Cream of Wheat … ‘so good to eat’
Published 7:30 am Saturday, February 5, 2022
“Cream of Wheat is so good to eat…” Although surprised to hear that from an unidentified tape I found in the back of a drawer, I immediately turned up the volume and began to sing along: “Cream of wheat is so good to eat and we have it every day. We sing this song, it will make us strong and make us shout Hurrah. It’s good for growing babies and grown-ups too, to eat. For all the family’s breakfast, you can’t beat Cream of Wheat.”
I couldn’t even begin to figure out how many years it had been since I heard those familiar lyrics. I found, to my delight, that as I sang along, I remembered every word.
The tune introduced “Let’s Pretend,” a children’s radio program of fairy tales and classic stories. I loved that program when I was a little girl. It aired every Saturday around 10 a.m. I missed it only if I could not get to a radio. The cast featured juveniles and many of them went on to more radio drama shows through the years. On the air from 1934 through 1954, “Let’s Pretend” was a Peabody award winner, judged as radio’s outstanding children’s radio theater.
It really captured my attention. I got so absorbed in those stories that when the program was signing off, I felt like it was just time to start it. I knew it must have been the shortest program on radio.
During that time I was swept away into enchanted forests where good fairies wore flowing white clothes and evil witches wore black, all in my imagination, of course. I cringed when the witch did a dastardly deed and I knew exactly how scary she looked when she threw back her head as she flew off. I stayed in pins and needles as the plot moved forward, then sighed with relief at the end when good always triumphed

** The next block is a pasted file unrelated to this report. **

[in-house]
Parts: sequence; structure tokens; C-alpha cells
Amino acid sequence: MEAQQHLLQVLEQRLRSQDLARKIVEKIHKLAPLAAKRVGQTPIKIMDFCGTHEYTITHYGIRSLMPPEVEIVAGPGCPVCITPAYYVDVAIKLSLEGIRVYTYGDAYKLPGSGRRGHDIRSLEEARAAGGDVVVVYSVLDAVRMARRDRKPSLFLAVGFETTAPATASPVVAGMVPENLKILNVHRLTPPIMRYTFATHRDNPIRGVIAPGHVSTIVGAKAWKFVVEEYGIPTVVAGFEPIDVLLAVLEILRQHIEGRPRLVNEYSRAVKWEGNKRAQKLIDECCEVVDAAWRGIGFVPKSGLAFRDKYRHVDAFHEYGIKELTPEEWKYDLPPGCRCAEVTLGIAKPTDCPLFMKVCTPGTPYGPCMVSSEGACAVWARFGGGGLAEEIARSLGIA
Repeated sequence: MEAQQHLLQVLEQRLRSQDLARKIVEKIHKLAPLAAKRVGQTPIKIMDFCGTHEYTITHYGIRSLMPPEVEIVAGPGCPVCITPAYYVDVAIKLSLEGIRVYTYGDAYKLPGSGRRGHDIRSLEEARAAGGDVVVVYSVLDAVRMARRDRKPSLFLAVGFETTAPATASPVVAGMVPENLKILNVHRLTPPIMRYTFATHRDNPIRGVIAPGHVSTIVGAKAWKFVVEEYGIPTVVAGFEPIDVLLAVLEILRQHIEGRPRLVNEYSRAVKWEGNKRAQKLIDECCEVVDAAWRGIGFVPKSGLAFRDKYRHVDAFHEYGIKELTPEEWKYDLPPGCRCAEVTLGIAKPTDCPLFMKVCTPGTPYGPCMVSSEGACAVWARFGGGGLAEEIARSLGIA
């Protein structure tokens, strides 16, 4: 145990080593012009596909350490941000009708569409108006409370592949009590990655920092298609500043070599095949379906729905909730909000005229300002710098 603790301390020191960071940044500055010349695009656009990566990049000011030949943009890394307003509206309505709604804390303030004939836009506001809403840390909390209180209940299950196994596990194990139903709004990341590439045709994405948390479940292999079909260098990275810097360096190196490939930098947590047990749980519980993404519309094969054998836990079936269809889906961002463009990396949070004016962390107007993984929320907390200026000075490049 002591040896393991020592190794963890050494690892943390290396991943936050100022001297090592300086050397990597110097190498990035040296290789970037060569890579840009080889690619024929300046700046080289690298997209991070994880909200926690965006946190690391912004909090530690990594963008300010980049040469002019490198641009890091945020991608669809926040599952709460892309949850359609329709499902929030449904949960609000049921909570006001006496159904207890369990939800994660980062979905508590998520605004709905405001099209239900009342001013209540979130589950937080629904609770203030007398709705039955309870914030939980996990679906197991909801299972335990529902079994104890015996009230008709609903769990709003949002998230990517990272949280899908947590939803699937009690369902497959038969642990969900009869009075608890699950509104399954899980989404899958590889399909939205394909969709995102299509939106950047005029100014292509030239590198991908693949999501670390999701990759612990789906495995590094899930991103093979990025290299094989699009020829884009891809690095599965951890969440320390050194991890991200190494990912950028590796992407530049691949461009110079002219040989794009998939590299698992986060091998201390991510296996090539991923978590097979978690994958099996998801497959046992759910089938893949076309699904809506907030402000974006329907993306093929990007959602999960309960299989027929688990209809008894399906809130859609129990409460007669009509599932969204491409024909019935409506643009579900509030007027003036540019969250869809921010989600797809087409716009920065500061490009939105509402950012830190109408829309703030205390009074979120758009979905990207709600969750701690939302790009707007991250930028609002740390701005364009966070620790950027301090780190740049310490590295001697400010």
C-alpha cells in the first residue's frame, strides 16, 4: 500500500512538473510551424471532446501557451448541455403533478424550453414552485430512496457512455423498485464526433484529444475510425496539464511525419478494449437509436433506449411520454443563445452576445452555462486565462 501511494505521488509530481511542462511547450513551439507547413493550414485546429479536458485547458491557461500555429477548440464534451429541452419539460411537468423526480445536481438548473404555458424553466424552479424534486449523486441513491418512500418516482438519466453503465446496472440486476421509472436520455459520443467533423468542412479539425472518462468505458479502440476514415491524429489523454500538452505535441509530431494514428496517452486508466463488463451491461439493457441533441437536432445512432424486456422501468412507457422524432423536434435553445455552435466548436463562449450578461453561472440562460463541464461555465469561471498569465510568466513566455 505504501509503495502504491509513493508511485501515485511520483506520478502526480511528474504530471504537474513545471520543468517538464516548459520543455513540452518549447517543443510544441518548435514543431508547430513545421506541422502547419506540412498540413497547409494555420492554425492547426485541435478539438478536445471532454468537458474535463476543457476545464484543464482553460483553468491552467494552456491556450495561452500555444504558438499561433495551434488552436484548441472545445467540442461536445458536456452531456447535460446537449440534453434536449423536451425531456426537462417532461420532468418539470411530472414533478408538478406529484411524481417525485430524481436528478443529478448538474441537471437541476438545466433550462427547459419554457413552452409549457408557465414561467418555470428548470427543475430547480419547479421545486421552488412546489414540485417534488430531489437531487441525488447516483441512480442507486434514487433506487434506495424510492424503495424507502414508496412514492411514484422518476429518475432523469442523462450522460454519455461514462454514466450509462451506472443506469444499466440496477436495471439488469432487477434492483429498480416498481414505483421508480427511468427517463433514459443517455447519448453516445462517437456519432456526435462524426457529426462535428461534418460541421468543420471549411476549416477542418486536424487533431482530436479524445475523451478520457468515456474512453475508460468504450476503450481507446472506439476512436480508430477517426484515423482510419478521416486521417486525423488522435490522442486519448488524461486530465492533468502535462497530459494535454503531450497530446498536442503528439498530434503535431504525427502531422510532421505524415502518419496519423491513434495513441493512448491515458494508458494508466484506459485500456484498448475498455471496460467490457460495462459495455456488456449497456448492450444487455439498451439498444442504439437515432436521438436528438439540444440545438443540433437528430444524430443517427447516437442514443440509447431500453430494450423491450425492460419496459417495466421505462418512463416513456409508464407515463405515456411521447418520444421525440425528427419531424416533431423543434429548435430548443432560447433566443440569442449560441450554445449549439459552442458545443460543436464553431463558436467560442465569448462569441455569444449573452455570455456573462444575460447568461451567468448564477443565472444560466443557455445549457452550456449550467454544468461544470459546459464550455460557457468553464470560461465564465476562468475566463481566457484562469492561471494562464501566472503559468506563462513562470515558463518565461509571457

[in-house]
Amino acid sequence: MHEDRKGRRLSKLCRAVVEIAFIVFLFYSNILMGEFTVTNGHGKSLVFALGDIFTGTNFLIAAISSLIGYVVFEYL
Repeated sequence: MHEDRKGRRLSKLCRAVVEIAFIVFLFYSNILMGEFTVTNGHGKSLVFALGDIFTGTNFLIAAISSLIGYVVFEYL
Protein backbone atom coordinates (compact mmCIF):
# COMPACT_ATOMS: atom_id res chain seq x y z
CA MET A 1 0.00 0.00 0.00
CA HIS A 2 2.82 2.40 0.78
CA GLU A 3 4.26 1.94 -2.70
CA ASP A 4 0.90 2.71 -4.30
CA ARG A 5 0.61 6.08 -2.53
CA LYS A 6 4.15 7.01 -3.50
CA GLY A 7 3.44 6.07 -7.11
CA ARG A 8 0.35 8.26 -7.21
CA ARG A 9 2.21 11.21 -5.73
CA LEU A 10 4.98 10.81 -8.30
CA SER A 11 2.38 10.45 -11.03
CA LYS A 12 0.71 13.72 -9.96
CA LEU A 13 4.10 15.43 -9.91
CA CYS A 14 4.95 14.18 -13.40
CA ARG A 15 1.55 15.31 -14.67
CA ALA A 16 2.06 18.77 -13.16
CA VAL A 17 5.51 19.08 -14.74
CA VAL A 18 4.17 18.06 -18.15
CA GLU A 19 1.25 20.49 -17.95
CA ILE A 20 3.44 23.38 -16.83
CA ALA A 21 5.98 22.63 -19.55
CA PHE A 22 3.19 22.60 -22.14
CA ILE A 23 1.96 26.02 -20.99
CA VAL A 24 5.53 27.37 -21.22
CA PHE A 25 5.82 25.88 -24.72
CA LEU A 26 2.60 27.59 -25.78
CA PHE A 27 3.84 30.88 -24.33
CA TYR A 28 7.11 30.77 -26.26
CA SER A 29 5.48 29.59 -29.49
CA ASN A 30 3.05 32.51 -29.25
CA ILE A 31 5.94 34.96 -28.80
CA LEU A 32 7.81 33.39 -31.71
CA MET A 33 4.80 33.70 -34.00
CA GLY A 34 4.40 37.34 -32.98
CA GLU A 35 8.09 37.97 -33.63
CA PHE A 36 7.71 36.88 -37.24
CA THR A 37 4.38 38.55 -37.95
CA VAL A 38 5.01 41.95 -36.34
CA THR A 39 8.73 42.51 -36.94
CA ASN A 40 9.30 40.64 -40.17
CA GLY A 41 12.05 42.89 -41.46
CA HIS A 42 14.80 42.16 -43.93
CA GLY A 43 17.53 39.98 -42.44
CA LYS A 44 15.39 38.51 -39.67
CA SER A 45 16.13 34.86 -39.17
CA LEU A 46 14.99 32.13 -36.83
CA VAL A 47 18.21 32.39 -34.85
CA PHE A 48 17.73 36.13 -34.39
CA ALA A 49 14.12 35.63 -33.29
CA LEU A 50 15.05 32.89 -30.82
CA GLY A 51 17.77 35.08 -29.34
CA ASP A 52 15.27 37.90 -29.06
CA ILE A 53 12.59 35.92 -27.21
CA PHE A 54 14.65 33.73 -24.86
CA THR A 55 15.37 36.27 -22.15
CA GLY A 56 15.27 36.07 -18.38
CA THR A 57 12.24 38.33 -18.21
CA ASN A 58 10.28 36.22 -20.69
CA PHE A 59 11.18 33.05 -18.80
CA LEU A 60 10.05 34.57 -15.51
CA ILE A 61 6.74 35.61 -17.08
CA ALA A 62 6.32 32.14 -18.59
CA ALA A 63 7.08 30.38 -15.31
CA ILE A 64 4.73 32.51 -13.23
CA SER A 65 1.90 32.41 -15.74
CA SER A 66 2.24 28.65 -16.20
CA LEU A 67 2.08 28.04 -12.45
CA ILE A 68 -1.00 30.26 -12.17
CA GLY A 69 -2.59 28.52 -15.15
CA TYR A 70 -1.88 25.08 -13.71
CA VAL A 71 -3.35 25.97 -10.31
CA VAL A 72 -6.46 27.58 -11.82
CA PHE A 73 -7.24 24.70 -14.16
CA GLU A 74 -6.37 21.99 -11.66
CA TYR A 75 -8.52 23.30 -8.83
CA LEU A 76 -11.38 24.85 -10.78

That was one of the joys of radio. The listener pictured the actors, the scenery, and the action. During the long summer vacation from school, I also enjoyed a weekly morning program, the “Don McNeill Breakfast Club,” He had a wonderful voice and I pictured him as a very handsome man. Years later, when that show came to television, I found that Don McNeill looked nothing like I expected. He was a handsome man, too. He just did not fit the image I had of him.
Another program that fascinated me featured a man named Ted Malone. His voice was mellow and soothing. He often read poetry. Of course, in my mind, he was also very good-looking.
In the evenings, my parents and I pulled close to our TV to listen to Fibber McGee and Molly, Baby Snooks, Jack Benny, Lum and Abner, and numerous others.
In the evenings, my parents and I pulled close to our TV to listen to Fibber McGee and Molly, Baby Snooks, Jack Benny, Lum and Abner and numerous others.
Radio has taken a back seat these days, pushed back by television. I do enjoy some commercials on TV. I think it is time to pull out some of my Golden Age tapes and spend some time going back to singing “Cream of Wheat…”